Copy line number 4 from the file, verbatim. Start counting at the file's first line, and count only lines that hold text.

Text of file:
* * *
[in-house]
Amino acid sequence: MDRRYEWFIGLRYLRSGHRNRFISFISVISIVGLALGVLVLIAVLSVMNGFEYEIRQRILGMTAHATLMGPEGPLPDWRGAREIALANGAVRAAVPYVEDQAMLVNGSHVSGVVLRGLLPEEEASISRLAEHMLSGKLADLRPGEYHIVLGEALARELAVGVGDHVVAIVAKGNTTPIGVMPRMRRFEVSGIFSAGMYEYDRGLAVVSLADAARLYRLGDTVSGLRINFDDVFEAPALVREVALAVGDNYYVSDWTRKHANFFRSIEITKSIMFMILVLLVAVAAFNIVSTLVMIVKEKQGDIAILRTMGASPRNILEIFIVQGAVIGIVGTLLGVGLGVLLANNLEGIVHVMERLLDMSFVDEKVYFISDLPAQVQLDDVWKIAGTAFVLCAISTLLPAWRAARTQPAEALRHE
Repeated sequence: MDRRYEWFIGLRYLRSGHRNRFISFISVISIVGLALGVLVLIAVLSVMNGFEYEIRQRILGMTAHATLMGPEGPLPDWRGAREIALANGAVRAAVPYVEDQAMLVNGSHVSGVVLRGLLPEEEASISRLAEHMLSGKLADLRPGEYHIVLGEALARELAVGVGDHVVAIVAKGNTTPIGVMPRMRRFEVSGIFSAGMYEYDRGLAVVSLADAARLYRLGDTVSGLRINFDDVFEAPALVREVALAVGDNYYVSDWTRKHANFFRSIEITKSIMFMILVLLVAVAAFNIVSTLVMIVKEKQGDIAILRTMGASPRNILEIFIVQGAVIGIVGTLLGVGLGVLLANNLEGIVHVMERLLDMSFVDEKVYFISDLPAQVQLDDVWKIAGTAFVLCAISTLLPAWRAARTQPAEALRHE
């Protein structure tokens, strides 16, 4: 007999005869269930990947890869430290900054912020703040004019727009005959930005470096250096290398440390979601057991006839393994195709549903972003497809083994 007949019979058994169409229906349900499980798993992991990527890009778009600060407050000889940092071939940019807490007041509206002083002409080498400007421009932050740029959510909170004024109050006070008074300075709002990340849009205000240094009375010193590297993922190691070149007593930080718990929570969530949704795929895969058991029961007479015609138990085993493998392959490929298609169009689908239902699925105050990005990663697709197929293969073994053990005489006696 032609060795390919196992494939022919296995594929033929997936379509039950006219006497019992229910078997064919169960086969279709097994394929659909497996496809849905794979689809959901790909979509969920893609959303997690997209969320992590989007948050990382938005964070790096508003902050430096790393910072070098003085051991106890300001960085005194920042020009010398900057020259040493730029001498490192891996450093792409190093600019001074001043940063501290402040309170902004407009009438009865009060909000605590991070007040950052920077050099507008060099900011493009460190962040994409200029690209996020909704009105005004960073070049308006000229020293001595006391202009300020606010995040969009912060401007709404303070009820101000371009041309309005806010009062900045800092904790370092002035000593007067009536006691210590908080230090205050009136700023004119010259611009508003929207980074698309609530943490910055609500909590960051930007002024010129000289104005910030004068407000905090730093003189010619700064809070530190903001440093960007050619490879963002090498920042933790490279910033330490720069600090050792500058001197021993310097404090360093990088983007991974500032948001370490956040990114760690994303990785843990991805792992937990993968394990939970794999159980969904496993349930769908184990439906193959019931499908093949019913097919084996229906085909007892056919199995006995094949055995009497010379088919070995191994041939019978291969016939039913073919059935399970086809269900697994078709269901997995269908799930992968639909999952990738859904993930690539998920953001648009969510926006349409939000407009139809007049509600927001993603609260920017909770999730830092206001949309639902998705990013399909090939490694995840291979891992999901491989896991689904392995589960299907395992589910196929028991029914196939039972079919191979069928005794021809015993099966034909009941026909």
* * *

């Protein structure tokens, strides 16, 4: 007999005869269930990947890869430290900054912020703040004019727009005959930005470096250096290398440390979601057991006839393994195709549903972003497809083994 007949019979058994169409229906349900499980798993992991990527890009778009600060407050000889940092071939940019807490007041509206002083002409080498400007421009932050740029959510909170004024109050006070008074300075709002990340849009205000240094009375010193590297993922190691070149007593930080718990929570969530949704795929895969058991029961007479015609138990085993493998392959490929298609169009689908239902699925105050990005990663697709197929293969073994053990005489006696 032609060795390919196992494939022919296995594929033929997936379509039950006219006497019992229910078997064919169960086969279709097994394929659909497996496809849905794979689809959901790909979509969920893609959303997690997209969320992590989007948050990382938005964070790096508003902050430096790393910072070098003085051991106890300001960085005194920042020009010398900057020259040493730029001498490192891996450093792409190093600019001074001043940063501290402040309170902004407009009438009865009060909000605590991070007040950052920077050099507008060099900011493009460190962040994409200029690209996020909704009105005004960073070049308006000229020293001595006391202009300020606010995040969009912060401007709404303070009820101000371009041309309005806010009062900045800092904790370092002035000593007067009536006691210590908080230090205050009136700023004119010259611009508003929207980074698309609530943490910055609500909590960051930007002024010129000289104005910030004068407000905090730093003189010619700064809070530190903001440093960007050619490879963002090498920042933790490279910033330490720069600090050792500058001197021993310097404090360093990088983007991974500032948001370490956040990114760690994303990785843990991805792992937990993968394990939970794999159980969904496993349930769908184990439906193959019931499908093949019913097919084996229906085909007892056919199995006995094949055995009497010379088919070995191994041939019978291969016939039913073919059935399970086809269900697994078709269901997995269908799930992968639909999952990738859904993930690539998920953001648009969510926006349409939000407009139809007049509600927001993603609260920017909770999730830092206001949309639902998705990013399909090939490694995840291979891992999901491989896991689904392995589960299907395992589910196929028991029914196939039972079919191979069928005794021809015993099966034909009941026909």